Congressmen Go Hungry on Food Stamps (Updated)

This is a stunt. It isn’t even an original stunt. It has been done before periodically by other legislators. Still, it makes the point.

Rep. Tim Ryan (D-Ohio) stood before the refrigerated section of the Safeway on Capitol Hill yesterday and looked longingly at the eggs.

At $1.29 for a half-dozen, he couldn’t afford them.

Ryan and three other members of Congress have pledged to live for one week on $21 worth of food, the amount the average food stamp recipient receives in federal assistance. That’s $3 a day or $1 a meal. They started yesterday.

Rep. Jim McGovern (D-Mass.) and Rep. Jo Ann Emerson (R-Mo.), co-chairmen of the House Hunger Caucus, called on lawmakers to take the “Food Stamp Challenge” to raise awareness of hunger and what they say are inadequate benefits for food stamp recipients. Only two others, Ryan and Janice Schakowsky (D-Ill.), took them up on it.

“All of us in Congress live pretty good lives,” said McGovern, who ate a single banana for breakfast yesterday and was going through caffeine withdrawal by midday. “We don’t have to wake up worrying about the next meal. But there are a lot of Americans who do. I think it’s wrong. I think it’s immoral that in the U.S., the richest country in the world, people are hungry.”

A very good friend of mine knew, liked and campaigned for Jim McGovern while she was alive (he was running for State Rep then). She was an Irish redhead – a hard city broad, tough as nails and as skeptical as they come, and she thought he was a decent guy. I don’t doubt her. And I appreciate his willingness to try to drum up some media attention for the problem of hunger in this country as it has exploded during the Bush years.

Having said that, it shouldn’t really be necessary for him to have to prove that $1 a day isn’t enough to live on. Only movement conservative Republicans believe it is, and as we all know, proving something they don’t want to believe is a waste of energy. They’ll just shut their eyes, block their ears, and recite Grover Norquist at the top of their lungs like Monty Python’s Gumby Family – you know, the ones with the bandages on their heads – reciting “You’ve got beautiful legs!” in unison no matter what question they’re asked.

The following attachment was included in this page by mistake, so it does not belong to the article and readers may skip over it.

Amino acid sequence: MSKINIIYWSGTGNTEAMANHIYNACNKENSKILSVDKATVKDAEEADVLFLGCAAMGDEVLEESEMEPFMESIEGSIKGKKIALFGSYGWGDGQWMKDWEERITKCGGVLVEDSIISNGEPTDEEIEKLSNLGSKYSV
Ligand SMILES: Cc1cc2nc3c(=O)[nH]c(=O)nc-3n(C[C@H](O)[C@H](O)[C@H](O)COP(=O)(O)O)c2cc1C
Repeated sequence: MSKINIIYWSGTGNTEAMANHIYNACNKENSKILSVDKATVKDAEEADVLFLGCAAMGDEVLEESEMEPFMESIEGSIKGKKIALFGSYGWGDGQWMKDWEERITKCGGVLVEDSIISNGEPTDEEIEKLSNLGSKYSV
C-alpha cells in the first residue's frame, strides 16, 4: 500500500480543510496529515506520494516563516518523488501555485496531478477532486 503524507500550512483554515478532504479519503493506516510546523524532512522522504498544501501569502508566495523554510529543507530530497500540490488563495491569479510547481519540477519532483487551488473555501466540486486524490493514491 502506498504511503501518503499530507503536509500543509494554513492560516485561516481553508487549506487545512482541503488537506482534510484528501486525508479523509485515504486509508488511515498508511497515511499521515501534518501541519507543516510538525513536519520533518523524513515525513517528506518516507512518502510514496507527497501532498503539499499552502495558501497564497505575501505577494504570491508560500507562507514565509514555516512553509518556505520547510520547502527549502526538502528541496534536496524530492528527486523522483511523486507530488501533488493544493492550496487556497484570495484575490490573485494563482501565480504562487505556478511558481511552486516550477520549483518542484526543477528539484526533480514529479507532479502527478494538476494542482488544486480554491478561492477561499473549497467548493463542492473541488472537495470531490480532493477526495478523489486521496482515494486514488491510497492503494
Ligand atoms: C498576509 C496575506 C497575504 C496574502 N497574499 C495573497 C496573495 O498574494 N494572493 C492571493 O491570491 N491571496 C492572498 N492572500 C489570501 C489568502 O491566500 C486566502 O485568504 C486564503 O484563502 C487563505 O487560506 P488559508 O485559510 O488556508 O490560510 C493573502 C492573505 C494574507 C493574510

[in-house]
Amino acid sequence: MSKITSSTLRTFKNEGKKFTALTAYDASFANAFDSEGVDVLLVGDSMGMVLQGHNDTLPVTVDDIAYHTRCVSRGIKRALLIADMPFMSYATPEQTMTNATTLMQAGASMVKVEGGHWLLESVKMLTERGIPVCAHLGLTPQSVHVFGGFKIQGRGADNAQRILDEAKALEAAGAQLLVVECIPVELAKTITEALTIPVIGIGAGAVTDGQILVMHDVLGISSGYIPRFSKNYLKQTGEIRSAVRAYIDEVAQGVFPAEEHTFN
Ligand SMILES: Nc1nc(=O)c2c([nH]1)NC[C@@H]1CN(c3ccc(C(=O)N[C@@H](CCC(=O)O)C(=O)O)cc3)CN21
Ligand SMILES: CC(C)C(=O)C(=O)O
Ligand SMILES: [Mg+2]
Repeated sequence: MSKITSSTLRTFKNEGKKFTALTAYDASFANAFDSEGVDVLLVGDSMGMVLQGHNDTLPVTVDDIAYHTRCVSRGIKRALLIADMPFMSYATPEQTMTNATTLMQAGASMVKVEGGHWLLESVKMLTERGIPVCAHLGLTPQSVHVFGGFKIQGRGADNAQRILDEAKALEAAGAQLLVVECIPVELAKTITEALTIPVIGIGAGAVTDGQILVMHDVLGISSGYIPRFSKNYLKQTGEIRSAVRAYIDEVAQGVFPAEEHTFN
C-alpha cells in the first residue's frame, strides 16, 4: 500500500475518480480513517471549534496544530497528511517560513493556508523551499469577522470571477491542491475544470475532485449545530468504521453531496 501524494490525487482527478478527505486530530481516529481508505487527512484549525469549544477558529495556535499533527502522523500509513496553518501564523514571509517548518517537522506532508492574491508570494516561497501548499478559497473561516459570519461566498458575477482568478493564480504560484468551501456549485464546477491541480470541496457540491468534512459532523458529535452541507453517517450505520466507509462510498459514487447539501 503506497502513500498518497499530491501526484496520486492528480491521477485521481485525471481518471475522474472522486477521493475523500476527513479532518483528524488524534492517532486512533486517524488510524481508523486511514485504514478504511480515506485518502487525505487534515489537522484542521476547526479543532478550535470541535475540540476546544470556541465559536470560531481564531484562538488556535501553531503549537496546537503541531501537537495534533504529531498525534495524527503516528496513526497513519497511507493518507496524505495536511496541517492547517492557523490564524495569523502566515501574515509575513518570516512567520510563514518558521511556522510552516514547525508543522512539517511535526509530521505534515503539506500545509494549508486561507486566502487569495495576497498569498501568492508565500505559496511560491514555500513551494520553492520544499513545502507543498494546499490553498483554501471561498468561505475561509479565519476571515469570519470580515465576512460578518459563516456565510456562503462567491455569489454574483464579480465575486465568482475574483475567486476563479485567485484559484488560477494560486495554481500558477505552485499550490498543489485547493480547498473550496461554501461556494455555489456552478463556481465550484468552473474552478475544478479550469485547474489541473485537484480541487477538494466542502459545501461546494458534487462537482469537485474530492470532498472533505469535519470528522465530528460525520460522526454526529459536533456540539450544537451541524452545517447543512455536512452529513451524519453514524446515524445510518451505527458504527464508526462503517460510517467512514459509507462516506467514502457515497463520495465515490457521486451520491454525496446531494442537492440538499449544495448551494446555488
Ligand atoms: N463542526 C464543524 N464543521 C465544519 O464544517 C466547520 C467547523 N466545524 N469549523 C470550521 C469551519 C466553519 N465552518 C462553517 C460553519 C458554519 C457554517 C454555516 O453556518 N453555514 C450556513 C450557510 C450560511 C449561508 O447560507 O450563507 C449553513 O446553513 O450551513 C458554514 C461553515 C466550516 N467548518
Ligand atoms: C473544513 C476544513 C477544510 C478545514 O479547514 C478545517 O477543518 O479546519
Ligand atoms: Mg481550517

But the timing for this stunt isn’t random. There’s a reason for it. Continue reading

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Response to Mr Blair 3

I haven’t read Assets and the Poor, though I’ll give serious consideration to ordering it the next time I get a spare 25 bucks, but there is an excerpt – the first 5 pages – at Amazon which at least gave me a flavor for what Sherraden’s after and where he’s coming from. First response? Not good.

Unfortunately, Amazon won’t let me copy any of the excerpt and as rotten a typist as I am, I’m not going to copy large chunks by hand – it’s only 5 pages and you can read it for yourself in under 5 mins. The main thrust of his thesis seems to be that anti-poverty strategies have been based on income tansfers and income transfers don’t work. (Reminder: this book was written in 1991 and is therefore 16 years old and outdated by at least 10.)

There is widespread discontent with the failure of income transfers, such as Aid to Families with Dependent Children (AFDC).

Who, may I ask is discontented with it? And why? He doesn’t say though this is the opening and obviously the place to summarize that discontent. If he’s going to argue unhappiness, it would be nice to know where that unhappiness comes from and what its basis is. Especially since later on he admits income transfers have had a positive impact.

[I]ncome transfer has maintained…a minimum level of subsistence in the United States….In addition, welfare policy has buffered the severity of economic cycles by providing strong countercyclical fiscal stimuli.

IOW, it has done as much as conservative means-testing has allowed it to do and provided the minimum safety net which is all conservatives could stomach. Their intention was to hold welfare to the subsistence level and they succeeded in doing that. How, therefore, do we justify calling it a failure?

After decades of federal programs, it cannot be demonstrated that means-tested welfare policies permanently change people’s lives for the better.

Well, duh. Of course not. The policy was built to actively prevent “changing people’s lives for the better”. Conservatives, as I have demonstrated, wouldn’t stand for it. They didn’t even want the minimum subsistence aid, as they showed quite clearly when they came to power in ’94 and immediately began gutting as much of it as they could.

So already, right at the beginning, we’ve got problems. Continue reading

Response to Mr Blair 2

What you – and a lot of other people; you’re not alone – don’t seem to realize is that poverty is not a state of mind. It’s an economic condition that’s often forced on people.

[T]here are a lot of people…who think poverty is the result of stupidity or laziness, people who simply can’t believe that in America talent and intelligence could go unrewarded. Well…they do. Every day.